What is your worst ever PR pitch experience?
23rd January 2013
Clothes blowing off, falling over in front of the client and dropping dead – these are no excuses for not winning a pitch! Alan Twigg, managing director of agency Light Brigade PR describes how to keep calm and carry on, no matter what happens: “I’ve seen lots of inspiring things in pitches and some utter stinkers. I’ve seen a director’s skirt completely unravel and disappear down a windy street on arrival at the pitch venue. Once, running late for a pitch, I decided to take the team in their heels a short cut from the car park into the client building. It meant going down a steep, grassy bank – both my colleagues fell on their arses and slid to the bottom while watched by the client team at the boardroom window wetting themselves laughing. We won it!
“In another, someone accidentally passed wind really loudly as they were introduced to the client in reception, but the most frightening was the one a senior agency head told me recently about a pitch in New York where one of the client-side panel rested his head on the boardroom table mid-pitch. He seemed pretty tired of what he was hearing and then they realised … he’d actually died. I said to my mate: ‘What did you do then?’ He said, ‘Well, it was OK, they found another room for us to carry on‘!”
You might not die on the job, but it is also a good idea not to fall asleep when you are pitching. However, as long as you don‘t snore, you might get away with it. Julia Ruane, director of agency ChiCho Marketing, describes how she did: “I once fell asleep in a pitch. I'd been on holiday for two weeks and the pitch was supposed to be the day after I got back. But the holiday company messed up and I arrived back into the UK the morning of the pitch. With no sleep, and a stunning hangover, I had to present with my team to a group of 12 people. Luckily, with so many people in the room I managed to position myself to look like I was writing notes until my turn came up and I miraculously woke up. No one noticed and, to top it off, we won the work!”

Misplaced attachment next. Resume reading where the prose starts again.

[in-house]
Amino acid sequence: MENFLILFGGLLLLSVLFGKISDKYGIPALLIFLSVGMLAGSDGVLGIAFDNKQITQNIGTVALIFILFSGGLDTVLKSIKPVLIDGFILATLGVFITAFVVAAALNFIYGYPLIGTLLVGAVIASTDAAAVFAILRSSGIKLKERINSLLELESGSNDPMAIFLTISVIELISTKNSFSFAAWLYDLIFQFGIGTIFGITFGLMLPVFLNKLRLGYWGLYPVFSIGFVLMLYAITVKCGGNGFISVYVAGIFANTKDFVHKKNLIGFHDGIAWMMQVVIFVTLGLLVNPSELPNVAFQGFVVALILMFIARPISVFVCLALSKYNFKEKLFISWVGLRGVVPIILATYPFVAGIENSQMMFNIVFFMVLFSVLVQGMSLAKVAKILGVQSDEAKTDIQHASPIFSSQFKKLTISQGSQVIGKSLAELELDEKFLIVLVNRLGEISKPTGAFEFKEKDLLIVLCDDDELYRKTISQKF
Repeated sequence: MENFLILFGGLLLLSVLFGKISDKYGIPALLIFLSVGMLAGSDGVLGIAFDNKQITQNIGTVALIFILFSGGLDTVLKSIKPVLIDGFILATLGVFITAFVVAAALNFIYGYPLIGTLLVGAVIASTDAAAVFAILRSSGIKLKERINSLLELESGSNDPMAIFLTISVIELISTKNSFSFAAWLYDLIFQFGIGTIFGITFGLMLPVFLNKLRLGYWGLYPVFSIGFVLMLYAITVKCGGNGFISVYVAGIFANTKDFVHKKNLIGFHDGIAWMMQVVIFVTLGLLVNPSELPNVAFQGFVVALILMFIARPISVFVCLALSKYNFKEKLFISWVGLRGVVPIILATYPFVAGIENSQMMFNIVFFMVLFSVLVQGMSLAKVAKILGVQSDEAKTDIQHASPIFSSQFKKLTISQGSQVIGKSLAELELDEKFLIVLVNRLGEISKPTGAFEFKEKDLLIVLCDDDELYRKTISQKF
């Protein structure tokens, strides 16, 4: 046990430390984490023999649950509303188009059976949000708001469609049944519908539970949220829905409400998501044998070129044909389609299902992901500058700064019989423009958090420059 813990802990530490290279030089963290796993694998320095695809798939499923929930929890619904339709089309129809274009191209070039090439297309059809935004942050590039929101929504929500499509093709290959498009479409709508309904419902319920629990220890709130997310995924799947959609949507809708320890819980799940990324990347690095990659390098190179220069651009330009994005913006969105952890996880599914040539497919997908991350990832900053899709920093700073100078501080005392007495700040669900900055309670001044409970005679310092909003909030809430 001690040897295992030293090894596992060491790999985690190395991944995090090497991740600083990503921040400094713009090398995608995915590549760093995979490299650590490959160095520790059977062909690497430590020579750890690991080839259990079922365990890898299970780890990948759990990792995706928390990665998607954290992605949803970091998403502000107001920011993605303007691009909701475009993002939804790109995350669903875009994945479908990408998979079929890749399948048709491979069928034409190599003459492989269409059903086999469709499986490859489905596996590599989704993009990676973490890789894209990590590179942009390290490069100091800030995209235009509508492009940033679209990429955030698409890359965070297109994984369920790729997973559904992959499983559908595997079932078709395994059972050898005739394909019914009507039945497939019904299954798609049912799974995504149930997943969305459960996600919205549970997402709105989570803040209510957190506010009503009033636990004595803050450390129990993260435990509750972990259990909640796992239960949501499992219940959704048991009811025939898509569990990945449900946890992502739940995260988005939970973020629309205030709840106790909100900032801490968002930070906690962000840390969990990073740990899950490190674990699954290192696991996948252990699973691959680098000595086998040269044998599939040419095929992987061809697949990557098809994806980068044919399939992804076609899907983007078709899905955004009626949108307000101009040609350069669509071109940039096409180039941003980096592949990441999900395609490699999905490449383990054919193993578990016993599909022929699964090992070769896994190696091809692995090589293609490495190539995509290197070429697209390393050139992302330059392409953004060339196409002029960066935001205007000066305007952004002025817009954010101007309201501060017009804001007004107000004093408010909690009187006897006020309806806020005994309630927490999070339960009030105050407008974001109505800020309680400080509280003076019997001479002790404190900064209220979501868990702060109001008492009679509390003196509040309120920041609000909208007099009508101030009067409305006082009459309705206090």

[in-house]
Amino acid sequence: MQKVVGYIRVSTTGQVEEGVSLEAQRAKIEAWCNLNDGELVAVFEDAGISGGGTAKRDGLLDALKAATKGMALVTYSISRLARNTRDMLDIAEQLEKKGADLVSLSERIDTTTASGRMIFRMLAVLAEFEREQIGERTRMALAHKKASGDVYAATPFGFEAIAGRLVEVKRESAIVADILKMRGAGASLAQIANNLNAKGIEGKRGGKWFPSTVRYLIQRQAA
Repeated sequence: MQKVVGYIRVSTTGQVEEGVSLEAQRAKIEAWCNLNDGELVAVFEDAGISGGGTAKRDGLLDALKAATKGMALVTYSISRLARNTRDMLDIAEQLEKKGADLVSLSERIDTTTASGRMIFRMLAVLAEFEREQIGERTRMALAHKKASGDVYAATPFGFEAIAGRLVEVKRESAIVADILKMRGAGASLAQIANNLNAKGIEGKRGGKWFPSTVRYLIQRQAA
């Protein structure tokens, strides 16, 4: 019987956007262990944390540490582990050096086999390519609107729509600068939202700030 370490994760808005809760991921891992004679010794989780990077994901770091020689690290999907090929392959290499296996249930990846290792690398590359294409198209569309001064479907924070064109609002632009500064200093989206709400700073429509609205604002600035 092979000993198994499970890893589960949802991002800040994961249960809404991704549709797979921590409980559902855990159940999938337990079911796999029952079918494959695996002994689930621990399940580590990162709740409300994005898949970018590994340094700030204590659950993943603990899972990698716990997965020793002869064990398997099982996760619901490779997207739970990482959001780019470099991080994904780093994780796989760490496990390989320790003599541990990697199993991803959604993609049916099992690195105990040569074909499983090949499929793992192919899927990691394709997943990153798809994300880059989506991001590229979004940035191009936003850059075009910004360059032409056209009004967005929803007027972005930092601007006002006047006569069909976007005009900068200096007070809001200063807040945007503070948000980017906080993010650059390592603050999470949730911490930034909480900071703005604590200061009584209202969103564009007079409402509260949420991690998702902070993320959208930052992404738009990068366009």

If you are giving the performance of your life in a pitch, it is difficult to fall asleep. However, a ghastly silence from your potential clients may lead you to suspect that they may have dropped off. Or perhaps they just hate you? Jill Hawkins, director of PR agency Aniseed PR, tells how she pitched to clients she didn’t gel with and who seemed to be bored: “Quite a few years ago, and while at a different agency, a colleague and I pitched to a room full of disinterested and stern people. No one would make eye contact with us or smile, they sat there with blank faces and there was absolutely no rapport. They didn’t ask any questions and just seemed to hurry us along and get us out the door. We thanked them for their time and left.
"Once out of the building we had to laugh and rejoice in the fact that we obviously wouldn’t have to see any of them again because we had quite clearly lost the pitch – so we went for a drink on the way home to celebrate! But, to my dismay they wanted to appoint us. I took on the contract against my better judgement, and predictably the relationship didn’t work and about six months later we parted company. I’ve learnt a few lessons from that experience; there has to be a ‘click’ – if it’s not there, trust your own judgement and walk away because it just won’t work.”